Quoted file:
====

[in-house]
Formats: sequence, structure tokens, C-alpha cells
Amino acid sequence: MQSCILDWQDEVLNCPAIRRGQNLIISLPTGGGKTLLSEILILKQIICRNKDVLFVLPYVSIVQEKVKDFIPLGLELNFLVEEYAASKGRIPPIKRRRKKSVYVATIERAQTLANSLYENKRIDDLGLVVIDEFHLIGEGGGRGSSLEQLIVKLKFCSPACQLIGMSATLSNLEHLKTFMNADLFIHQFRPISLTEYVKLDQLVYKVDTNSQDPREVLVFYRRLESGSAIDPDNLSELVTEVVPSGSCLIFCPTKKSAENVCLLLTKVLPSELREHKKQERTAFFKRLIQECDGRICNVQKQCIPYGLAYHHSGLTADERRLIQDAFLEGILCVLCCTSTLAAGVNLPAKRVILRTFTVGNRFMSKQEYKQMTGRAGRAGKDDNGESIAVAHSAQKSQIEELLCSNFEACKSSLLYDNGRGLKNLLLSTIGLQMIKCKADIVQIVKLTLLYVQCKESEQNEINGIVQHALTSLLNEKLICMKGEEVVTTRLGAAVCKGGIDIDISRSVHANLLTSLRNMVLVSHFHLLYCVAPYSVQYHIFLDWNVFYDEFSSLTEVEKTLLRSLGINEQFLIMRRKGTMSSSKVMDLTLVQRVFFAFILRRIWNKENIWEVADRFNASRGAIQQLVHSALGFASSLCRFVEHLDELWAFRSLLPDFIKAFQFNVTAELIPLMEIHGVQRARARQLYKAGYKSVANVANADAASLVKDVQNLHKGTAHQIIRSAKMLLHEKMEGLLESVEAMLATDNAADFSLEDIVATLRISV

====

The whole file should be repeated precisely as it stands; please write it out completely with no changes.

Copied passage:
[in-house]
Formats: sequence, structure tokens, C-alpha cells
Amino acid sequence: MQSCILDWQDEVLNCPAIRRGQNLIISLPTGGGKTLLSEILILKQIICRNKDVLFVLPYVSIVQEKVKDFIPLGLELNFLVEEYAASKGRIPPIKRRRKKSVYVATIERAQTLANSLYENKRIDDLGLVVIDEFHLIGEGGGRGSSLEQLIVKLKFCSPACQLIGMSATLSNLEHLKTFMNADLFIHQFRPISLTEYVKLDQLVYKVDTNSQDPREVLVFYRRLESGSAIDPDNLSELVTEVVPSGSCLIFCPTKKSAENVCLLLTKVLPSELREHKKQERTAFFKRLIQECDGRICNVQKQCIPYGLAYHHSGLTADERRLIQDAFLEGILCVLCCTSTLAAGVNLPAKRVILRTFTVGNRFMSKQEYKQMTGRAGRAGKDDNGESIAVAHSAQKSQIEELLCSNFEACKSSLLYDNGRGLKNLLLSTIGLQMIKCKADIVQIVKLTLLYVQCKESEQNEINGIVQHALTSLLNEKLICMKGEEVVTTRLGAAVCKGGIDIDISRSVHANLLTSLRNMVLVSHFHLLYCVAPYSVQYHIFLDWNVFYDEFSSLTEVEKTLLRSLGINEQFLIMRRKGTMSSSKVMDLTLVQRVFFAFILRRIWNKENIWEVADRFNASRGAIQQLVHSALGFASSLCRFVEHLDELWAFRSLLPDFIKAFQFNVTAELIPLMEIHGVQRARARQLYKAGYKSVANVANADAASLVKDVQNLHKGTAHQIIRSAKMLLHEKMEGLLESVEAMLATDNAADFSLEDIVATLRISV